This guide provides a process for selecting textbooks that prioritizes student access and cost. Keeping in mind that the goals for textbook and course materials selection are quality, alignment with learning outcomes, and ongoing access, here are some considerations for using Open Textbooks, Open Educational Resources (OER) and Library digital content. The online course Open Textbooks and OER Training for Instructors provides a more thorough explanation of finding, evaluating, and adopting open and affordable course content.
- Open textbooks are written by subject matter experts, peer reviewed, professionally edited, and digitally distributed as web content.
- Open textbooks are developed and licensed for instructors to freely distribute, revise, and retain versions.
- Content is free for students and available on the first day of class, optimizing student success.
- Students may incur costs for printing.
Open Educational Resources (OER)
- Open educational resources (OER) are high-quality, effective teaching and learning materials that provide no cost or low-cost access for students. Examples of OER content include readings, articles, images, video, audio, simulations. Course design examples include curricula, syllabi, lecture notes, and assessments.
- Content is free for students to use, and open for instructors to distribute, revise, and retain versions.
- Students may incur costs for printing.
Library e-books and digital content
- Books, articles, films and streaming audio that are licensed by the library for student learning and research can be leveraged as course materials.
- Licensed content is subject to Copyright.
- Students may incur some costs for printing.
Open textbooks may not be available for all courses. Traditional textbooks can be adopted in a variety of formats. Each format has unique benefits, but also presents challenges and a range of costs for students.
- Textbooks written by subject matter experts, edited, published, and distributed in print by a for-profit publisher.
- Students own their textbook and can sell back their copy at the end of the semester.
- Contact the Library to put a copy of the text on 2-hour Course Reserve.
- Uses traditional Copyright and a for-profit sales model.
- Prices reflect a high rate of inflation.
- Due to high cost and unmet financial need, students often forgo purchasing required textbooks.
- 60% of students delay purchasing textbooks until their financial aid is available.
Traditional Textbooks, E-books and Rentals
- Some traditional textbooks can be rented in e-book format for a defined term.
- Typically, it is lower cost than purchasing a textbook.
- Students do not own a copy of the text long-term and will not be able to sell back the text.
- E-books cannot be placed on Course Reserve in the library.
Traditional Textbooks, Course Cartridges and Supplementary “Codes”
- To lessen instructor workload, commercial publishers produce supplementary materials, such as quiz questions, and presentation slides, as additional required purchases for students.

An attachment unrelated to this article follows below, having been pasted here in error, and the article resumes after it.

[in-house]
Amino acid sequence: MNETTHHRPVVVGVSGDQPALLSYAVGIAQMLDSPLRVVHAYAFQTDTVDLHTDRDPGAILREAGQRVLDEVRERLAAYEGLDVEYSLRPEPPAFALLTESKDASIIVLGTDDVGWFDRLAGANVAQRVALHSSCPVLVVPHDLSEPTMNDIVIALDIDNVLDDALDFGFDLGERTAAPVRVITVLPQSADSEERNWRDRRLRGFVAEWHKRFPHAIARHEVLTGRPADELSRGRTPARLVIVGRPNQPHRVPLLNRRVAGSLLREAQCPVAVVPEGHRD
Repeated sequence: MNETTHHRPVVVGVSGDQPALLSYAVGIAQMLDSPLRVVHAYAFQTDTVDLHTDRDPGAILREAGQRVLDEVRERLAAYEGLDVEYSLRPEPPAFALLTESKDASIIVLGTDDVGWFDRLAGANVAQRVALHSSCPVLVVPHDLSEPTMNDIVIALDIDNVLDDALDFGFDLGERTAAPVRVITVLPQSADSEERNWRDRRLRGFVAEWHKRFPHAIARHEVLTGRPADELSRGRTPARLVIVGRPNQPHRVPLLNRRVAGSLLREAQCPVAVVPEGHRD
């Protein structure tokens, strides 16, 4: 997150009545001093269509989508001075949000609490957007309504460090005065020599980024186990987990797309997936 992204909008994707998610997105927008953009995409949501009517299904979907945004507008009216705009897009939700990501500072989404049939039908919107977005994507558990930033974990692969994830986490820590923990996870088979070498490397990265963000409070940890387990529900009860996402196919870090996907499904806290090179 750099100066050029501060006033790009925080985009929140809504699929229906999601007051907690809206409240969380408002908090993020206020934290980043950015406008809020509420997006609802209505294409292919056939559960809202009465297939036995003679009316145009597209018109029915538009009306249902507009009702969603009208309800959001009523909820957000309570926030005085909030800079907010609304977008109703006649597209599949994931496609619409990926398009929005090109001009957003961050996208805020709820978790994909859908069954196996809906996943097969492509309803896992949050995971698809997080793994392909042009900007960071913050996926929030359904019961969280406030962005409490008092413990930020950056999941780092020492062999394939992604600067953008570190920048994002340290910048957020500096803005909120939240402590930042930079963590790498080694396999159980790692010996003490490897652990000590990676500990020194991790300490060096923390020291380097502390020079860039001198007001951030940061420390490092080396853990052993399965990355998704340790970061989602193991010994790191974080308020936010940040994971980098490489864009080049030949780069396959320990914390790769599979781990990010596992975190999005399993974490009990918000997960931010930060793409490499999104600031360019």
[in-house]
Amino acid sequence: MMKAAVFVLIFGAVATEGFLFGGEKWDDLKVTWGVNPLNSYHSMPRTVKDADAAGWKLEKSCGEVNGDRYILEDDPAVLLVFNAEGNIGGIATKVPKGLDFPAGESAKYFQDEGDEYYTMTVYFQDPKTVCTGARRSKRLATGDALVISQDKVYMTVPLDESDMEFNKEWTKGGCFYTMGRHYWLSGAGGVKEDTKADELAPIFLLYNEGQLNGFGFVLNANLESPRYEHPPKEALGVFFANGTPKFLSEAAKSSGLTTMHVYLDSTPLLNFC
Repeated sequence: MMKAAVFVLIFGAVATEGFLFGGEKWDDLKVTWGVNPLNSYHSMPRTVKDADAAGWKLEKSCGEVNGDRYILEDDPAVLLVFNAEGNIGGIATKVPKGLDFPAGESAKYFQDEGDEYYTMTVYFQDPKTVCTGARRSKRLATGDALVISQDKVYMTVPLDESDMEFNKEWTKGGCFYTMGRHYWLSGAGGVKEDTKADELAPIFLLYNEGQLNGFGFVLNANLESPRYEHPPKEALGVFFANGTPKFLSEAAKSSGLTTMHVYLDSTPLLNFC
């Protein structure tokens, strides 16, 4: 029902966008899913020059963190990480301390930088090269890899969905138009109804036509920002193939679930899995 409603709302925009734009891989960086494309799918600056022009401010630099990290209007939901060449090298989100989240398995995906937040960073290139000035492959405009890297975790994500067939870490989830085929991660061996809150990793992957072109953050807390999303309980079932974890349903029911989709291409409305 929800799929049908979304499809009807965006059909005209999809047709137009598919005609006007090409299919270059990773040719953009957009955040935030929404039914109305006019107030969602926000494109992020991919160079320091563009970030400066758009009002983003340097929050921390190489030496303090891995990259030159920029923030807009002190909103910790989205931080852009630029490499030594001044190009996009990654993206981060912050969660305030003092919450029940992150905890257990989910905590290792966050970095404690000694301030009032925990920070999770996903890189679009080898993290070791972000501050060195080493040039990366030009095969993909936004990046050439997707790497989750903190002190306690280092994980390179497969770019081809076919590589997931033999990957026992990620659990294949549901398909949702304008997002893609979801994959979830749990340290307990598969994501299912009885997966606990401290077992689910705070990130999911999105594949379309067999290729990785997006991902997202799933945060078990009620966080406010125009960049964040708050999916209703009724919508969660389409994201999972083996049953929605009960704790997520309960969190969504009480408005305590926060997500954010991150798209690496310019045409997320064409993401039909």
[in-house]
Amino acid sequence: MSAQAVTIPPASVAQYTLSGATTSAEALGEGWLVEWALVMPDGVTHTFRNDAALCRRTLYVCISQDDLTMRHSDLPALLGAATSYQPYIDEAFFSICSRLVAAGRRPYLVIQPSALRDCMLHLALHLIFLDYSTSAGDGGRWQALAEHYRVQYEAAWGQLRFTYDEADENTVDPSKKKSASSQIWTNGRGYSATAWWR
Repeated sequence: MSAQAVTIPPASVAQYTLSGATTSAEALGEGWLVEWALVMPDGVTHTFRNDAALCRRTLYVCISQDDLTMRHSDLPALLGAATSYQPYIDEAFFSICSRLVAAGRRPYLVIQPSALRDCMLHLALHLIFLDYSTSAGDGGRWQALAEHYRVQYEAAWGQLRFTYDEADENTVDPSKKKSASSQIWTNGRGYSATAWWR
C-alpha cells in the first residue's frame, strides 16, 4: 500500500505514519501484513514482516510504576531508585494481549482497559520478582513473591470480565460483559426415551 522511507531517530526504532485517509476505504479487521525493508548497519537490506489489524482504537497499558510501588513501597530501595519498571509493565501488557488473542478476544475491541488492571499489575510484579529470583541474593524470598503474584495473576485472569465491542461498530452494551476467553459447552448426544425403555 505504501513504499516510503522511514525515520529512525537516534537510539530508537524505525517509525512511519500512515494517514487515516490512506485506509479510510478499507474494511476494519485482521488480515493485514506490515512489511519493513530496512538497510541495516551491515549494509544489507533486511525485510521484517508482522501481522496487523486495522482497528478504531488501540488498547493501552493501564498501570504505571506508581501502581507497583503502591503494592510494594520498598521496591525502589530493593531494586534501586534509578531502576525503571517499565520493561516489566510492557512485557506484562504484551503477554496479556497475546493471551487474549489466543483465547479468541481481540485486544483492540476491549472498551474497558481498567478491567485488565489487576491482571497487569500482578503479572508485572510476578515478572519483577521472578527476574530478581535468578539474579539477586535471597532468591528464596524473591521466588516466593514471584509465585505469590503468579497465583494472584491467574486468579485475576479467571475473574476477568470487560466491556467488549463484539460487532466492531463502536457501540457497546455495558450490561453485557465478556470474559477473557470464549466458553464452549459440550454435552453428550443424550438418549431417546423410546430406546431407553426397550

- Textbooks manufacture homework and practice exercises provide students with practice opportunities.
- Students have digital access to these materials through the publisher website or Canvas.
- The cost of a “homework code” is above and beyond the cost of the main textbook.
- If learning materials are behind a paywall, students who cannot afford the textbook are at a disadvantage.
- When graded assignments require a purchased homework code, students who cannot afford the code will not be able to complete graded assignments.
Custom course texts through publisher
- Faculty can work with a publisher to create customized print or online textbooks that align with specific course objectives and feature selected chapters, potentially drawn from more than one textbook in a publisher’s catalog.
- Student access to online texts is limited to one semester, 18 months, or other fixed duration, which prevents students from accessing materials in upper-level courses.
- Print copies of custom textbooks are not eligible for buy back.
- Bundled content may already be available to students online through open licenses or library licenses.
- Adopting or recommending an older edition of the selected textbook to reduce costs.
- Past editions are no longer in publication and available in limited quantity, making it difficult for the bookstore to source them.
- Pricing in the online marketplace can increase with demand, undermining the goal of affordability.
- Students may not be able to resell or get buyback credit for past editions.
Inclusive Access/Day One
- Inclusive Access is a program in which publishers’ contract with universities to deliver online textbook access to all students enrolled in a course.
- The cost of the textbook is added to the tuition bill.
- Students who cannot afford the textbook may have limited options for access.
All course material adoptions should be submitted to the eCampus Bookstore so that students know what the course texts will be for their courses. The bookstore collects textbook adoption data for Open Textbooks/OER, Library materials, and traditional textbooks. If the total cost of your course materials is less than $25, ask your departmental course scheduler to assign the no/low-cost attribute to your course section in the Schedule of Classes.
- Open Textbooks and OER Training for Instructors
- UWM Libraries Guide to Open Educational Resources
- UWM Libraries Media and Reserve Services
- Books by eCampus